Gold News: Demand For Gold ETFs Increases at Fastest Rate in More Than A Year

Gold News

Whereas the S&P 500 has declined almost 6% for the year, the price of gold is up almost 6% this year. Bloomberg explains that gold ETFs were down 34% for the past 2 years, a trend that has been reversing. Since the start of 2016, $1.8 billion dollars have flowed into gold ETFs, as stocks and currencies have been extremely volatile.

Gold News


Many people flock to gold during times of fear, and gold ETFs give investors a chance to easily invest in the commodity. Among gold ETFs the most popular are SPDR Gold Shares (GLD) and iShares Gold Trust (IAU). With about $24.6 billion, GLD is attractive due to the fact that it trades over 500 million shares a day, providing investors with plenty liquidity, however it charges 0.40% annual fees. Investors who are more interested in holding onto gold may be more attracted to IAU which has about $6 billion, and only charges 0.25% in annual fees.

Bloomberg further explains that those investors who are really worried about the stability of the U.S banking system may want to invest in gold ETFs that store gold in other countries. Unlike the IAU and GLD which have gold vaults in the US, London and Toronto, some investors may feel more comfortable with Physical Swiss Gold Shares (SGOL), which stores its gold in Switzerland. SGOL investors value the reputation that Zurich has for safe keeping capital. This year, about $11 million dollars has flowed into SGOL.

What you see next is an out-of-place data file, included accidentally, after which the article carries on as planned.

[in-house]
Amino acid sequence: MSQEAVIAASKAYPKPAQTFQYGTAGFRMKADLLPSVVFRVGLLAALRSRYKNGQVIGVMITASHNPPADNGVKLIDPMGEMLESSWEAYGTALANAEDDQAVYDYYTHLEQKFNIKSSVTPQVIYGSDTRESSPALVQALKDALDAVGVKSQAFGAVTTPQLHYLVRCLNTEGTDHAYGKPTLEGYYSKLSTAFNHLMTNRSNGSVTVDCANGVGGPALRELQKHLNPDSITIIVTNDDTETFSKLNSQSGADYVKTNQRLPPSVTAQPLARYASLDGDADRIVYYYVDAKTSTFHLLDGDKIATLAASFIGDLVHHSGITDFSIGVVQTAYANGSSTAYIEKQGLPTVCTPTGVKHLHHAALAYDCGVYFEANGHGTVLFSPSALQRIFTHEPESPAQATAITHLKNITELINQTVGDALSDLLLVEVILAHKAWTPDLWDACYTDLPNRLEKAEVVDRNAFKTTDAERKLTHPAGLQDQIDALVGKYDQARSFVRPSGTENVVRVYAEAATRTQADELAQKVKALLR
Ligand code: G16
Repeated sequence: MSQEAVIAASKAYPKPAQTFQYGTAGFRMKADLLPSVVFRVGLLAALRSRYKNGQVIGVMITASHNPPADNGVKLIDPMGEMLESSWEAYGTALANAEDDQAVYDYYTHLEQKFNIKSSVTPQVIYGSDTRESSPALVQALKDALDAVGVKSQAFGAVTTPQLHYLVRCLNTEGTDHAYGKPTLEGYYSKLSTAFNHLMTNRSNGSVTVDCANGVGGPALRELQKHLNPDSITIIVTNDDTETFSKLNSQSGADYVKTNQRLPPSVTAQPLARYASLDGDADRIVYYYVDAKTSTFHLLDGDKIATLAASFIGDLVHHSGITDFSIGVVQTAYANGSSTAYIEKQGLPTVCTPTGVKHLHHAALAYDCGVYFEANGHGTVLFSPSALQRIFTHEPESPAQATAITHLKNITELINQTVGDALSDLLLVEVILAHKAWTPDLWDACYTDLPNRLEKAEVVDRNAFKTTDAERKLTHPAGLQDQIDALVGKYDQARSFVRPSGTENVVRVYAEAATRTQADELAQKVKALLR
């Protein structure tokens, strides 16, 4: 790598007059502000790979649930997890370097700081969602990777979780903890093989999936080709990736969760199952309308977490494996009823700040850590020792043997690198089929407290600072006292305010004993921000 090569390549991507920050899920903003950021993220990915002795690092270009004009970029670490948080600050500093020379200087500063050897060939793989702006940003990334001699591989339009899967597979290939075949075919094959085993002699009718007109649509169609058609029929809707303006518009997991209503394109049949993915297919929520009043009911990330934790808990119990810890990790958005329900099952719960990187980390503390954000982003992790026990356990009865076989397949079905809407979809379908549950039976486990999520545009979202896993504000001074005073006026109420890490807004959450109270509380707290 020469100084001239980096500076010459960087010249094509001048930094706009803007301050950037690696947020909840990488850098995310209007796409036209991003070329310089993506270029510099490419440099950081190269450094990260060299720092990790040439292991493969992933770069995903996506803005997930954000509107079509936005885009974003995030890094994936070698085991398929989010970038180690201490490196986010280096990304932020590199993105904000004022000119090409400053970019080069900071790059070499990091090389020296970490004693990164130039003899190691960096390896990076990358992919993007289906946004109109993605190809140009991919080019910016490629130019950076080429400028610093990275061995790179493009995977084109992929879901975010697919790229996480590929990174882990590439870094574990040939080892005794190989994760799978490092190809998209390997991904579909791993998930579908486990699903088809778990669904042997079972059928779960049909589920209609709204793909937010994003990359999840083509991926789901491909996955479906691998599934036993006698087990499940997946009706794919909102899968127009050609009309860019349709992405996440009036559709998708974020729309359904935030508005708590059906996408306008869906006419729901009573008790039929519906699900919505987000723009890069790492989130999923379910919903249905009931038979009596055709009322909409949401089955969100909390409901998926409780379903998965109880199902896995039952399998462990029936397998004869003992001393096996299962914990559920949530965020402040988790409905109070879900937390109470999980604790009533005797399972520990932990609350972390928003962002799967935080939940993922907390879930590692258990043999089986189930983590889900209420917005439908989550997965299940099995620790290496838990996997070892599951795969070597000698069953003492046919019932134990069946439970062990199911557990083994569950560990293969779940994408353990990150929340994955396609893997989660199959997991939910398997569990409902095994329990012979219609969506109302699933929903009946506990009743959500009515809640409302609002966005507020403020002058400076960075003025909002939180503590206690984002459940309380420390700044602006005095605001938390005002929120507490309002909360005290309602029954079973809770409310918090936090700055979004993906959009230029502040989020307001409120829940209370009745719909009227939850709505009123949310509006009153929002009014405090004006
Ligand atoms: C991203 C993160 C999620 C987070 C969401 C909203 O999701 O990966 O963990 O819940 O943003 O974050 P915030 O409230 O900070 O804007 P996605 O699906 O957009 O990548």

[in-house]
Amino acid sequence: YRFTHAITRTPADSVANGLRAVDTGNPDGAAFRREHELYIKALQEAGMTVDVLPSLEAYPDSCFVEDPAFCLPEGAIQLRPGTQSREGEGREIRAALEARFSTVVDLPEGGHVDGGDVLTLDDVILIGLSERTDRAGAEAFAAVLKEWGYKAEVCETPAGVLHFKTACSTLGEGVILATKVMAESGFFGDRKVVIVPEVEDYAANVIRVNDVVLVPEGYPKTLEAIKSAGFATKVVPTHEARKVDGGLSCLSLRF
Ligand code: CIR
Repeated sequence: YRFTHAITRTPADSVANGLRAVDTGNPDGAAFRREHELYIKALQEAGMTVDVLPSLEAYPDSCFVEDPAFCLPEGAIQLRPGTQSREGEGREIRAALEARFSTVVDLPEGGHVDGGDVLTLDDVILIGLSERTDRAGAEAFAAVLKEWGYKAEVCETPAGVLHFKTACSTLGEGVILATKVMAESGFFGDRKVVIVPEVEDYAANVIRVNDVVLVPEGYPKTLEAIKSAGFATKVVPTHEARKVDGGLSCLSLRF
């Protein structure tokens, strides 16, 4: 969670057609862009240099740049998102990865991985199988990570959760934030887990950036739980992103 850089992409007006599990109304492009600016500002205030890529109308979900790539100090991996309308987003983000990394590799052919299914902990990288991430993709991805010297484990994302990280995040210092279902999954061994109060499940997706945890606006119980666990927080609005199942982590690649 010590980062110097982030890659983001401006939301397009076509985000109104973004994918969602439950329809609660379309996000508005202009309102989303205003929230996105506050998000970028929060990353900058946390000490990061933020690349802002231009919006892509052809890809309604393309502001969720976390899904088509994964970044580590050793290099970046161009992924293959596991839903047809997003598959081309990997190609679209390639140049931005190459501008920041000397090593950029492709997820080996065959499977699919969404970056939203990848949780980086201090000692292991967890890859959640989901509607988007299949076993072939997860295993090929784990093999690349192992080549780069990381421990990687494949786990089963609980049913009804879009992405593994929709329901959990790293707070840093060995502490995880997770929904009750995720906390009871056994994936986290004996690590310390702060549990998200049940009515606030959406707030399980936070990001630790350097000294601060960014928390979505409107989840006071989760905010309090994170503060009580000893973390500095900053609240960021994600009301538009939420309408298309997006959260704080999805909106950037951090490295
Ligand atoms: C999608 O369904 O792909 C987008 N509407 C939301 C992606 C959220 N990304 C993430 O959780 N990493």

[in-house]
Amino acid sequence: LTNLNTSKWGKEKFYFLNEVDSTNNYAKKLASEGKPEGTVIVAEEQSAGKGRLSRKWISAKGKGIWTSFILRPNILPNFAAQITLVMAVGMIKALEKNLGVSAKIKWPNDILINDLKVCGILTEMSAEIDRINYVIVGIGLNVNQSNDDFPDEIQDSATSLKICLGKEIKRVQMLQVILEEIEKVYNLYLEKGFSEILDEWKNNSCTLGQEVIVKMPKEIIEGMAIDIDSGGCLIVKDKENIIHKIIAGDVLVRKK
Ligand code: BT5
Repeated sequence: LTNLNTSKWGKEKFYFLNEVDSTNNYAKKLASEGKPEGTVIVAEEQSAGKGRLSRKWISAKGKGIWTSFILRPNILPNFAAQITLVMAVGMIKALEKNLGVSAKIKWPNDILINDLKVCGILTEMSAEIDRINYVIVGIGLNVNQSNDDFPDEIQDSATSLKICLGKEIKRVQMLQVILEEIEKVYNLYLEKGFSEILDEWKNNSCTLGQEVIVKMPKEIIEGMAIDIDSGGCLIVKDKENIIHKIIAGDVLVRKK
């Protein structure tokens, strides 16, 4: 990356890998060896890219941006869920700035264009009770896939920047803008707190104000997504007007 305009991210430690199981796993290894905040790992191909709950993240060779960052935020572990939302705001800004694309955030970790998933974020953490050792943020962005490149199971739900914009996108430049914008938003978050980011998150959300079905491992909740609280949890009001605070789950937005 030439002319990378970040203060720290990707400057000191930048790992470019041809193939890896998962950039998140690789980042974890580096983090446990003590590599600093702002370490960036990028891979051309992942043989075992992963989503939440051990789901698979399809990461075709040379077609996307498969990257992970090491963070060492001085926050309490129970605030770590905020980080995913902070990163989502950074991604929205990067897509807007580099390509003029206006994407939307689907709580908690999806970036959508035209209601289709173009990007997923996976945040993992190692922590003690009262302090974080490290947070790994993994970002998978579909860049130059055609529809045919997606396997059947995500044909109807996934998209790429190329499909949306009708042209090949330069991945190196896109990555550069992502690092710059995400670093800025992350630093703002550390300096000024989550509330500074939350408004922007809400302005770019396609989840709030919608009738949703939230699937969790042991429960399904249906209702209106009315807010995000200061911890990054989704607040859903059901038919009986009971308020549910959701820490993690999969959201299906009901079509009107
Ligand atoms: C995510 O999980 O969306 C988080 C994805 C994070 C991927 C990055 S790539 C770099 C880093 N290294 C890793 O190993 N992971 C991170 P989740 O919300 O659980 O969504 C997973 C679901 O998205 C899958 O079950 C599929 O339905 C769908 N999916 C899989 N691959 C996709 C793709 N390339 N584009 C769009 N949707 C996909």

Finally, there is another interesting Gold ETF, the Van Eck Merk Gold Trust (OUNZ), which has been consistently growing since 2014. OUNZ is unique because it when investors sell their shares, they will receive a delivery of physical gold. This is the only gold ETF, that does this, and it is also attractive because if investors are not taxed physical delivery of the physical delivery of gold that they receive.

Bloomberg analyst, Eric Balchunas, explains that watching the growth of these gold ETFs in the coming months is a good indicator of how much fear there is in the financial markets.

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